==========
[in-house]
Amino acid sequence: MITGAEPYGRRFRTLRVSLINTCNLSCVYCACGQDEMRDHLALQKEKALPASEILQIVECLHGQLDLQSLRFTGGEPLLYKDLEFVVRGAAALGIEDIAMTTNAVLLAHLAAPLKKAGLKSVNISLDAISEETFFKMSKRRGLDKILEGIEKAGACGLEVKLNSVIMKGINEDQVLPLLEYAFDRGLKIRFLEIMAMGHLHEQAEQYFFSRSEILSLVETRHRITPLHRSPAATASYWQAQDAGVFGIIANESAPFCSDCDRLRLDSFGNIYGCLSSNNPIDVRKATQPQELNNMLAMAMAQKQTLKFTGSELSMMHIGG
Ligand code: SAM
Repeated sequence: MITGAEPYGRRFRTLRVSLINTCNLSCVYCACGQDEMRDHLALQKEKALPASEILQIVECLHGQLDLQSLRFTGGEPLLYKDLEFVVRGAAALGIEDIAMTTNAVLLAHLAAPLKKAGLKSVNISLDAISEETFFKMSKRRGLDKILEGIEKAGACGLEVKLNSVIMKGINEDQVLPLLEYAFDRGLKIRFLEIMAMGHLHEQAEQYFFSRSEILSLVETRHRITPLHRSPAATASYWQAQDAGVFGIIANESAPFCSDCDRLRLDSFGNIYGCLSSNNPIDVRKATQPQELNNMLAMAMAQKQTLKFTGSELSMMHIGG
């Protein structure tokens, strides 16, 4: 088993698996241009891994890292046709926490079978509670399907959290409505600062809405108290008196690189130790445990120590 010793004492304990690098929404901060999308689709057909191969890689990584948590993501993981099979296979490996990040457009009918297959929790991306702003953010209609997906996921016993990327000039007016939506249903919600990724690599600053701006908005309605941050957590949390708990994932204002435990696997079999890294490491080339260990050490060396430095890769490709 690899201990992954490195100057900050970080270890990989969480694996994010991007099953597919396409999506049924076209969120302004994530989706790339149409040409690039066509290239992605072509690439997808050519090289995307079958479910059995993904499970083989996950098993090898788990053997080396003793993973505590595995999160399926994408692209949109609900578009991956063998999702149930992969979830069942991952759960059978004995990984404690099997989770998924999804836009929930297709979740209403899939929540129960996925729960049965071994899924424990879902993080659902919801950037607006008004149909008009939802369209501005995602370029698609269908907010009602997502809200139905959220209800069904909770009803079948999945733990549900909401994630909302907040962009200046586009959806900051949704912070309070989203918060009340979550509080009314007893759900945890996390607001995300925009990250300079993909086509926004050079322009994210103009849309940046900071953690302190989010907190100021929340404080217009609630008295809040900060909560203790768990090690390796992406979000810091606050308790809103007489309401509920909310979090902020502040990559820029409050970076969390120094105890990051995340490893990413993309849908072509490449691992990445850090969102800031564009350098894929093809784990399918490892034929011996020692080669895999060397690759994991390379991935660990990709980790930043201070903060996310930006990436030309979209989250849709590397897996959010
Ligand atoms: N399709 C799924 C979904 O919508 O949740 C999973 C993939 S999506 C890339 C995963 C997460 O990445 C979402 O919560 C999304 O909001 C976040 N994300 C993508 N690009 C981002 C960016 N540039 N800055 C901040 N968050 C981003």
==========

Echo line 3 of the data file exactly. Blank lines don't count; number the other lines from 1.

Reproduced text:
Ligand code: SAM